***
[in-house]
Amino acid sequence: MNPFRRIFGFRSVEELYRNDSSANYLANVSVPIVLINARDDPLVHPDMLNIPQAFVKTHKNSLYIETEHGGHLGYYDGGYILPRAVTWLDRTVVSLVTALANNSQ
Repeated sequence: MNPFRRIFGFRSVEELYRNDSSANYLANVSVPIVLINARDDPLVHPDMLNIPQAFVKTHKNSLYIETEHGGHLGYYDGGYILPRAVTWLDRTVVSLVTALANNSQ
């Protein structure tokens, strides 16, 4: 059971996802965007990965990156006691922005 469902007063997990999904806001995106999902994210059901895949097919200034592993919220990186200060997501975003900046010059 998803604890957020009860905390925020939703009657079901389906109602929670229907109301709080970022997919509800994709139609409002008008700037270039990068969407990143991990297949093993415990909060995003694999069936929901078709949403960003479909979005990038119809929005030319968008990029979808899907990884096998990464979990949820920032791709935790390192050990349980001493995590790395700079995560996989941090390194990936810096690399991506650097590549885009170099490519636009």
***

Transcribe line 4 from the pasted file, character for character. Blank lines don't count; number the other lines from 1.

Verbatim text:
């Protein structure tokens, strides 16, 4: 059971996802965007990965990156006691922005 469902007063997990999904806001995106999902994210059901895949097919200034592993919220990186200060997501975003900046010059 998803604890957020009860905390925020939703009657079901389906109602929670229907109301709080970022997919509800994709139609409002008008700037270039990068969407990143991990297949093993415990909060995003694999069936929901078709949403960003479909979005990038119809929005030319968008990029979808899907990884096998990464979990949820920032791709935790390192050990349980001493995590790395700079995560996989941090390194990936810096690399991506650097590549885009170099490519636009």